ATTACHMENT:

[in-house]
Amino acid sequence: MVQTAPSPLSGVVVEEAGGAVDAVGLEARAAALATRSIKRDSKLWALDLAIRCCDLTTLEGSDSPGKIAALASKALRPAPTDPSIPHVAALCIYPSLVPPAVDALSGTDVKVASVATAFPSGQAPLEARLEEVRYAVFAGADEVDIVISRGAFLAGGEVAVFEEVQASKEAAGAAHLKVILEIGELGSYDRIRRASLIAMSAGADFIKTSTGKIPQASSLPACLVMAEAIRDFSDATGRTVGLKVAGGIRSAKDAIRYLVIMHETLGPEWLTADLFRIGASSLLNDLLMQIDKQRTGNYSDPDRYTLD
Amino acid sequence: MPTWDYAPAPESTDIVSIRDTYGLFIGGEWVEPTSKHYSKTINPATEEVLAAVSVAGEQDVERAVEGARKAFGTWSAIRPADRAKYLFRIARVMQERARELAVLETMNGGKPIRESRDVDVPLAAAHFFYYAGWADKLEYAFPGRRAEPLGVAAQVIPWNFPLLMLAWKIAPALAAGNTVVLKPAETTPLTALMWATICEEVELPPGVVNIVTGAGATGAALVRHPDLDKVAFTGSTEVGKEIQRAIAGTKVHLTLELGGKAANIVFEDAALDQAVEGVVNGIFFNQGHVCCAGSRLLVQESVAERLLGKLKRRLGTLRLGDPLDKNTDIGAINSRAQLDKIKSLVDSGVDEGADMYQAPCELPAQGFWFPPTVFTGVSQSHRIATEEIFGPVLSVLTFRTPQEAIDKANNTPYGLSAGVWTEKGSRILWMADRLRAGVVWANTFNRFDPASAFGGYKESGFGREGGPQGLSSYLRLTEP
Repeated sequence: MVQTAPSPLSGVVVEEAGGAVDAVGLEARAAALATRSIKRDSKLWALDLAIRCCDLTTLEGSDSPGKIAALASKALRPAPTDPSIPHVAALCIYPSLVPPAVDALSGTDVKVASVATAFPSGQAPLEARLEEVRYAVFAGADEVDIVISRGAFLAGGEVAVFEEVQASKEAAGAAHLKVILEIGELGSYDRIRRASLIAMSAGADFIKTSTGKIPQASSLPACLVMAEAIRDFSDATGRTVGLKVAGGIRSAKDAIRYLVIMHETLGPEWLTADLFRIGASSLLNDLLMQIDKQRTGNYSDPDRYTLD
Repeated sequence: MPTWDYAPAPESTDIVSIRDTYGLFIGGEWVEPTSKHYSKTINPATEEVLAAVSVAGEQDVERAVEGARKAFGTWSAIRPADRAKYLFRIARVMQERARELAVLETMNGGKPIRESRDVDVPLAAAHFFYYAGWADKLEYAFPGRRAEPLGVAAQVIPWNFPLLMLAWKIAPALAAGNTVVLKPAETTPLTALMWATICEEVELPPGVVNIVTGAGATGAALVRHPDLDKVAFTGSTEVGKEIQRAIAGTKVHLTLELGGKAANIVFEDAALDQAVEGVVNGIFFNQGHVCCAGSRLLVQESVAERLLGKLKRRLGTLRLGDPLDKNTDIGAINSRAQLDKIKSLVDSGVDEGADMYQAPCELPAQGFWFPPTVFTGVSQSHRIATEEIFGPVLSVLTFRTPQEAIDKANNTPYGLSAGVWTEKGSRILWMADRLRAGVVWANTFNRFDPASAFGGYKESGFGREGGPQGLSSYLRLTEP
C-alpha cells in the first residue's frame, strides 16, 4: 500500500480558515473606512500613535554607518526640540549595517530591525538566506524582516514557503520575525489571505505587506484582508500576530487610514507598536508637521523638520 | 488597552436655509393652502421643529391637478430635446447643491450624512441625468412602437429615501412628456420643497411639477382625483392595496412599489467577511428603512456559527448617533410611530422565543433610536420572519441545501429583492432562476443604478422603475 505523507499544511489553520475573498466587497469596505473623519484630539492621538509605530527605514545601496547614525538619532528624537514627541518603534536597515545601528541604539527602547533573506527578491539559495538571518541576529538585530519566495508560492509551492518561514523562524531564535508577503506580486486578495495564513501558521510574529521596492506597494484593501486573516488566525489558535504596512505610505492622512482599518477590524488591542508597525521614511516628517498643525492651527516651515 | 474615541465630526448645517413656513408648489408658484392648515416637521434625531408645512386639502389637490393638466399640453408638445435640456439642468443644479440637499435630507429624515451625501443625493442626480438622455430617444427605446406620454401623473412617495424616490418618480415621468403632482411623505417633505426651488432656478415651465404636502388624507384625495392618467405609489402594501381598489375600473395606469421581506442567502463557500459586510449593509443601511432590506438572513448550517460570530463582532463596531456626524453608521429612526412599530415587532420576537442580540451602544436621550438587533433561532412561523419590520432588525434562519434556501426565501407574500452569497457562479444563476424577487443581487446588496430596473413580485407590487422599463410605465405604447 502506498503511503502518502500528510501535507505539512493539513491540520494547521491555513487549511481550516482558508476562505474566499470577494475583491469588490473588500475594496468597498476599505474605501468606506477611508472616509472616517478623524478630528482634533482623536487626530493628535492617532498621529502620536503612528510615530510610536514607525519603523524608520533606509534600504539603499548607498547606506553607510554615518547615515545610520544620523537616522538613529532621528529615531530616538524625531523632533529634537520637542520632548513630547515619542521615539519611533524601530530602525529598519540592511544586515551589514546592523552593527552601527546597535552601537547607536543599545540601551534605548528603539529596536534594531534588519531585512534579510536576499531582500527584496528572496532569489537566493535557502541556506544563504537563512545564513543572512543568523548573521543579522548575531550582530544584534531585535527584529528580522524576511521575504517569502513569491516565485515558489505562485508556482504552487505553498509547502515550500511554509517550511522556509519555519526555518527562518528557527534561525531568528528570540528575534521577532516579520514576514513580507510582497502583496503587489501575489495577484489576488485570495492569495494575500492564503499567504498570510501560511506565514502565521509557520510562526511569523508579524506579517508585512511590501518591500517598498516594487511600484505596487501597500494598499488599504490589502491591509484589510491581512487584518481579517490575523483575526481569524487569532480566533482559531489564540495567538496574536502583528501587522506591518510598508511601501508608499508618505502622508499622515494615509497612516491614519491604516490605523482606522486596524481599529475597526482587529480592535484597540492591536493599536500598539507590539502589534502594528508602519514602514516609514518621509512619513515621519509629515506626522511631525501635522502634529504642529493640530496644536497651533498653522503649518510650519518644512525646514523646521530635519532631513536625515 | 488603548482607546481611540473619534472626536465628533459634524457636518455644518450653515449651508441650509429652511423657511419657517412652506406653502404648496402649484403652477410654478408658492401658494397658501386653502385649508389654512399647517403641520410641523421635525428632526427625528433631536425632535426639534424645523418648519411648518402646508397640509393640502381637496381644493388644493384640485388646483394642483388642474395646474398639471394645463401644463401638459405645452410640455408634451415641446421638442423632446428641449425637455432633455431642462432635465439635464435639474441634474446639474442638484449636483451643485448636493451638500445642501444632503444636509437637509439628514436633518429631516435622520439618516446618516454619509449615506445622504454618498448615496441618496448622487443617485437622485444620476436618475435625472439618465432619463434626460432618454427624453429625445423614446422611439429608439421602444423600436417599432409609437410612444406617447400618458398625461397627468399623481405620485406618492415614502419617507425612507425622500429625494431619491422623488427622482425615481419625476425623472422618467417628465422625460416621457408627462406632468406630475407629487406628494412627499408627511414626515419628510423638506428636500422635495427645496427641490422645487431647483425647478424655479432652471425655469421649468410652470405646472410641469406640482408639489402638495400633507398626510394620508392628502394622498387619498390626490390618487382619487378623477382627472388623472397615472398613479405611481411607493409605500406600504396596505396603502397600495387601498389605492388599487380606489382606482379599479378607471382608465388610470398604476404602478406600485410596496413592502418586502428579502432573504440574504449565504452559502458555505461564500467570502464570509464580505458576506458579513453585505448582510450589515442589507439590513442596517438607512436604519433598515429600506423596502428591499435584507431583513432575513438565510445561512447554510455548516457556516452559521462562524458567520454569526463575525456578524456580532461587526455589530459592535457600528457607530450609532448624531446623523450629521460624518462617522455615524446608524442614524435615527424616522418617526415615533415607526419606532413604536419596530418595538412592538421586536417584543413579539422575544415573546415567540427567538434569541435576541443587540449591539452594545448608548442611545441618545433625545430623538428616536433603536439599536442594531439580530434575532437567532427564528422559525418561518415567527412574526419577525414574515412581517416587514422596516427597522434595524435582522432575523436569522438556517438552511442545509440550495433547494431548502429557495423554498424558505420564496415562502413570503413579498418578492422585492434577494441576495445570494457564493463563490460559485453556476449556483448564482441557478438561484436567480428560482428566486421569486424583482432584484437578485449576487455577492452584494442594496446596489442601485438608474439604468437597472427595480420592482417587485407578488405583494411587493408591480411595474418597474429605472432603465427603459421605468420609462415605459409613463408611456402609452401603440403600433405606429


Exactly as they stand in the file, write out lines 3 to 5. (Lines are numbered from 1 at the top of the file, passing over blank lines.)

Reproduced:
Amino acid sequence: MPTWDYAPAPESTDIVSIRDTYGLFIGGEWVEPTSKHYSKTINPATEEVLAAVSVAGEQDVERAVEGARKAFGTWSAIRPADRAKYLFRIARVMQERARELAVLETMNGGKPIRESRDVDVPLAAAHFFYYAGWADKLEYAFPGRRAEPLGVAAQVIPWNFPLLMLAWKIAPALAAGNTVVLKPAETTPLTALMWATICEEVELPPGVVNIVTGAGATGAALVRHPDLDKVAFTGSTEVGKEIQRAIAGTKVHLTLELGGKAANIVFEDAALDQAVEGVVNGIFFNQGHVCCAGSRLLVQESVAERLLGKLKRRLGTLRLGDPLDKNTDIGAINSRAQLDKIKSLVDSGVDEGADMYQAPCELPAQGFWFPPTVFTGVSQSHRIATEEIFGPVLSVLTFRTPQEAIDKANNTPYGLSAGVWTEKGSRILWMADRLRAGVVWANTFNRFDPASAFGGYKESGFGREGGPQGLSSYLRLTEP
Repeated sequence: MVQTAPSPLSGVVVEEAGGAVDAVGLEARAAALATRSIKRDSKLWALDLAIRCCDLTTLEGSDSPGKIAALASKALRPAPTDPSIPHVAALCIYPSLVPPAVDALSGTDVKVASVATAFPSGQAPLEARLEEVRYAVFAGADEVDIVISRGAFLAGGEVAVFEEVQASKEAAGAAHLKVILEIGELGSYDRIRRASLIAMSAGADFIKTSTGKIPQASSLPACLVMAEAIRDFSDATGRTVGLKVAGGIRSAKDAIRYLVIMHETLGPEWLTADLFRIGASSLLNDLLMQIDKQRTGNYSDPDRYTLD
Repeated sequence: MPTWDYAPAPESTDIVSIRDTYGLFIGGEWVEPTSKHYSKTINPATEEVLAAVSVAGEQDVERAVEGARKAFGTWSAIRPADRAKYLFRIARVMQERARELAVLETMNGGKPIRESRDVDVPLAAAHFFYYAGWADKLEYAFPGRRAEPLGVAAQVIPWNFPLLMLAWKIAPALAAGNTVVLKPAETTPLTALMWATICEEVELPPGVVNIVTGAGATGAALVRHPDLDKVAFTGSTEVGKEIQRAIAGTKVHLTLELGGKAANIVFEDAALDQAVEGVVNGIFFNQGHVCCAGSRLLVQESVAERLLGKLKRRLGTLRLGDPLDKNTDIGAINSRAQLDKIKSLVDSGVDEGADMYQAPCELPAQGFWFPPTVFTGVSQSHRIATEEIFGPVLSVLTFRTPQEAIDKANNTPYGLSAGVWTEKGSRILWMADRLRAGVVWANTFNRFDPASAFGGYKESGFGREGGPQGLSSYLRLTEP